Reading Tronti has been somewhat of an experience. Consequently, I'm not sure how to proceed with my comments because my reading of Tronti has alternated between fascination and boredom. Perhaps these two responses to Tronti are closely related because, Tronti, who I've never read before, appears both as new and sedimented. Some of the ideas are quite familiar and in this respect we might speak of Tronti as an origin and thus an interesting spark of creativity, but, at the same time, his ideas have appeared over the past forty years in fragmented form, most notably in Antonio Negri and Paolo Virno. Fascination & boredom; new & old.
When one's comments in a symposium appear towards the end, one is both fortunate and unfortunate. You can, if you are so inclined, pick over the previous contributions looking for gaps, errors, misreadings, and unrealized insights, but you are also left in the position of having to come up with something moderately new -- or, at least, something different. Unfortunately, my boredom outweighs my fascination and, thus, I find myself having little to say.
But, then again, maybe boredom is an appropriate response to Tronti. Is boredom not the form of a passive refusal to engage with something -- if not the world in its entirety? Tony Woodiwiss, who recently presented a lecture which I attended on the topic of "What could it mean to take human rights seriously?" made reference to a Situationist text which outlined one hundred and fifty human rights (why stop at twenty, thirty or fifty?), one human right read as "The right to stay in bed as long as you want". Isn't this disengagement, refusal and boredom to the outmost? To refuse to even meet the new day? To refuse to expend any work or labour at all? To not even make a cup of coffee in the morning (or afternoon)? One wonders, then, if meeting Tronti on this terrain is not the greatest act of fidelity -- to note, but not act upon? To see, but not process? To read, but not consider? Especially if one is reading in bed!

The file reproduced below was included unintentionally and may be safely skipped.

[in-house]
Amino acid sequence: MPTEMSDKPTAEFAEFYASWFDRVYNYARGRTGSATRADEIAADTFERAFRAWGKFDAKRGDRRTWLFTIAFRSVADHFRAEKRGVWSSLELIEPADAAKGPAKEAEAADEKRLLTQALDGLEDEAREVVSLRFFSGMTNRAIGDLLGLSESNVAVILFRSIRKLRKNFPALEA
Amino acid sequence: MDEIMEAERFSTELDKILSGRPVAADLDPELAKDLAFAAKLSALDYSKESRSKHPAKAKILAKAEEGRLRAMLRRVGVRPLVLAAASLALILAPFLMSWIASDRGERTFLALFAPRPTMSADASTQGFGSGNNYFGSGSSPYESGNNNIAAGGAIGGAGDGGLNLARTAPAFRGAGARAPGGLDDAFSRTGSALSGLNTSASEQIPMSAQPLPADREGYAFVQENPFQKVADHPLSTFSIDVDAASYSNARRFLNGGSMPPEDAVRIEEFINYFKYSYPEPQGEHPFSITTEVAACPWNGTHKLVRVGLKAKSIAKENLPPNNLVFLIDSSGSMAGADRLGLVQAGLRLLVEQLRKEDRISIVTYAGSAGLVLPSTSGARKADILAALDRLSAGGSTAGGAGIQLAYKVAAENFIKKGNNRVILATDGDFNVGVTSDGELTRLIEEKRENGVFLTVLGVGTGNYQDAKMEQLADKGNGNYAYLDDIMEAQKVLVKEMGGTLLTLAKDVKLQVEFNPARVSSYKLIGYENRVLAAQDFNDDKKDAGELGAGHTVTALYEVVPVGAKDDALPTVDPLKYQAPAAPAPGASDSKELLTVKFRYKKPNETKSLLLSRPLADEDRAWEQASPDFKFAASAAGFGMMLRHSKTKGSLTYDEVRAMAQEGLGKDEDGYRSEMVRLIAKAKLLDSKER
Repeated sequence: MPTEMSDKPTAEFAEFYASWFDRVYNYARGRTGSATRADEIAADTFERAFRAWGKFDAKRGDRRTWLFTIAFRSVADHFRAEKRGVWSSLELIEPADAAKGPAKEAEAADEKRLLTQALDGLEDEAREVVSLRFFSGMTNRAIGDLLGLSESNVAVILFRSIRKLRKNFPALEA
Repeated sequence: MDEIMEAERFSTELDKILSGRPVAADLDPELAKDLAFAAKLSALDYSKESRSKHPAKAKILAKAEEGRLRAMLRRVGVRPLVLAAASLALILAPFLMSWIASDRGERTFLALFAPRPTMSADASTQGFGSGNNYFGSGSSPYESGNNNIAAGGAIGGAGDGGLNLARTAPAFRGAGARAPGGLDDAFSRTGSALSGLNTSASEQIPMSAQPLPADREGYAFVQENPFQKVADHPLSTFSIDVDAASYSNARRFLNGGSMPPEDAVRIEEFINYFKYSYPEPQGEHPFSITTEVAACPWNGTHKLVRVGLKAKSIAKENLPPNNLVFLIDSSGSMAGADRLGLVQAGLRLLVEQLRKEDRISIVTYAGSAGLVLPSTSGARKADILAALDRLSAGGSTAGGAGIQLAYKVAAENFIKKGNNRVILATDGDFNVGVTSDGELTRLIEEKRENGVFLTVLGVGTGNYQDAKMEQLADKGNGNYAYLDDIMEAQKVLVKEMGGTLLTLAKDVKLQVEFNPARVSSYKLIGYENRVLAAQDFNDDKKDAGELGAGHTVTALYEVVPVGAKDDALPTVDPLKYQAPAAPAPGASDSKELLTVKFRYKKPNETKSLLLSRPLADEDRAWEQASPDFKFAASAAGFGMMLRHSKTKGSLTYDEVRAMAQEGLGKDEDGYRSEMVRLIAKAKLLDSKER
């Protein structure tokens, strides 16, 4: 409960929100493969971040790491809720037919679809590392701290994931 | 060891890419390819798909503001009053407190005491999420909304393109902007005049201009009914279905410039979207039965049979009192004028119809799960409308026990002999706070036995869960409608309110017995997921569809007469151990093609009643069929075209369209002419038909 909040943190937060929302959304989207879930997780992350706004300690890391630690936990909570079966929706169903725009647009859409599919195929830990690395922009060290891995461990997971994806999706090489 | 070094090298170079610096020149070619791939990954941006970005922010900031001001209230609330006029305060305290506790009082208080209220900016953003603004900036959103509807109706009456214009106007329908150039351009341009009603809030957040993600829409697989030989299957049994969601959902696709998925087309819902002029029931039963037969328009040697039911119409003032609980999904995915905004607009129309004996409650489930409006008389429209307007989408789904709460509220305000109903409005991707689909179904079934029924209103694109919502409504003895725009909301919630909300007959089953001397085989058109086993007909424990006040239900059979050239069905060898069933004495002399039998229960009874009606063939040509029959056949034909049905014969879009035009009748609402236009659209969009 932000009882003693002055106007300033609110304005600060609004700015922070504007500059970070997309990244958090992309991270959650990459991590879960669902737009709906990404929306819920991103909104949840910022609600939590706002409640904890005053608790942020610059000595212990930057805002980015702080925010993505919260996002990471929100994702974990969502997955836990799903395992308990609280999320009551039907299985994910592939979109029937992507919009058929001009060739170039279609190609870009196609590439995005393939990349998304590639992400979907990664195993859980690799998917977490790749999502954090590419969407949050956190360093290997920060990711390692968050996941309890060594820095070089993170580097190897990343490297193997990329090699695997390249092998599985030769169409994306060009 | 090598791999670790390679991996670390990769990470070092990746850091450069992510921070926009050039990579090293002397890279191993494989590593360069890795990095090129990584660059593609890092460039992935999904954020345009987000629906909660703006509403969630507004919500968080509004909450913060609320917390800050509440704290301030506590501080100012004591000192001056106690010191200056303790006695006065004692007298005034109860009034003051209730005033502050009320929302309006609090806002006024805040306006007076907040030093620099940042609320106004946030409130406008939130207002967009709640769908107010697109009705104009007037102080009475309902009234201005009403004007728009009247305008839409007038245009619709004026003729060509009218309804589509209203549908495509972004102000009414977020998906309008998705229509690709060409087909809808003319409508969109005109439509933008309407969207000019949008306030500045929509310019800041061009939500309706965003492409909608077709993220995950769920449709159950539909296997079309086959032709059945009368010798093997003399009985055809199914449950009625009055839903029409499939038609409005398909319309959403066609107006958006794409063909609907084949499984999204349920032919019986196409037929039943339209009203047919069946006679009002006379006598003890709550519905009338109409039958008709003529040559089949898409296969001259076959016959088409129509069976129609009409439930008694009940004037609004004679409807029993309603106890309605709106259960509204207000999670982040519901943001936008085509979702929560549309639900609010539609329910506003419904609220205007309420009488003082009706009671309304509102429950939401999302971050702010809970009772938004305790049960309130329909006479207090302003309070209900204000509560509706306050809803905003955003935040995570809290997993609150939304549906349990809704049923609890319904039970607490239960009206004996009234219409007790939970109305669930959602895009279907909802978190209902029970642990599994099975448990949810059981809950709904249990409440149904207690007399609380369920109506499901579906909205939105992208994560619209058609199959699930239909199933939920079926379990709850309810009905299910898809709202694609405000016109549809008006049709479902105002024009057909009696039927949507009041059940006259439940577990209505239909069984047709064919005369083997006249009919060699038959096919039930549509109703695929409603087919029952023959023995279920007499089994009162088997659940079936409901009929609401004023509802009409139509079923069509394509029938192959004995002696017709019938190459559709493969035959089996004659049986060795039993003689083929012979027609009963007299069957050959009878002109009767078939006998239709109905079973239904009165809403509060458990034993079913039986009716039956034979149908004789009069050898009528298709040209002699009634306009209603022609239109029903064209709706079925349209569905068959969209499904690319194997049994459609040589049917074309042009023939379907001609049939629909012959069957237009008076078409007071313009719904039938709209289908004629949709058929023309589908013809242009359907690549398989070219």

Perhaps I am making excuses for myself. Excusing my own laziness and my own boredom and my own apathy. To feel bad about these, isn't this a betrayal of refusal? Isn't it to have bad consciousness relative to refusal? One shouldn't feel bad about refusing. And, yet, looking at the far superior contributions appearing before mine, I can't help but feel bad. The refusal of resentiment is to refuse yourself; to condemn my own decision to refuse. To be like the undergraduate student who writes their term paper the day after it was due and to knowingly hand in a piece of crap just to hand something in. But, I assure the reader, my intentions from the beginning were good: I did want to say something interesting about my refusal to participate in the recent Canadian elections...
So, here it is, the most passive form of engagement: two questions (stealing the format from someone else!) about the first paragraph:
1. The only two overt references (there are, of course, many, many covert references throughout the text) are to Adam Smith and Karl Marx. Clearly, Tronti intends this text to be read as an immanent critique of the remnants of the critique of political economy. There is, however, a gap in this critique that was only identified in 1958 with the publication of Hannah Arendt's The Human Condition: that is, the distinction between work and labour. A distinction that is marginally operative in Tronti's essay, but never realized. We see this tension throughout. "labourers are transformed into workers", but there is little reference to working, instead the references remain to labour, "the productive power of labour". But, at the same time, the "working class is what it does" -- and what does the working class do? Labour. Would not the working class work? Why the refusal to theorize the difference between work and labour? Is Arendt an appropriate reference? "Here again we find complete unanimity; the word 'labor,' understood as a noun, never designates the finished product, the result of laboring, but remains a verbal noun to be classed with the gerund, whereas the product itself is invariably derived from the word for work, even when the current usage has followed the actual modern development so closely that the verb form of the word 'work' has become rather obsolete." And again, "The work of our hands, as distinguished from the labor of our bodies -- homo faber who makes and literally 'works upon' as distinguished from the animal laborans which labors and 'mixes with' -- fabricates the sheer unending variety of things whose sum total constitutes the human artifice".
2. If there is a distinction to be made between work and labor, does this in any call into question the analysis of 'capital as a social power'? If it is work that creates the social -- that is, the lived artifice of society -- does this not mean that work and not capital is the social power? One can see, of course, the polemical value in attributing work to a political power, and this is very much a polemical text, but, one wonders if the distinction between political power and social power is ultimately sustained by the analysis? No doubt, there is value in pursuing the analysis of the 'social factory' and the 'real subsumption under capital', but is a more felicitous response possible?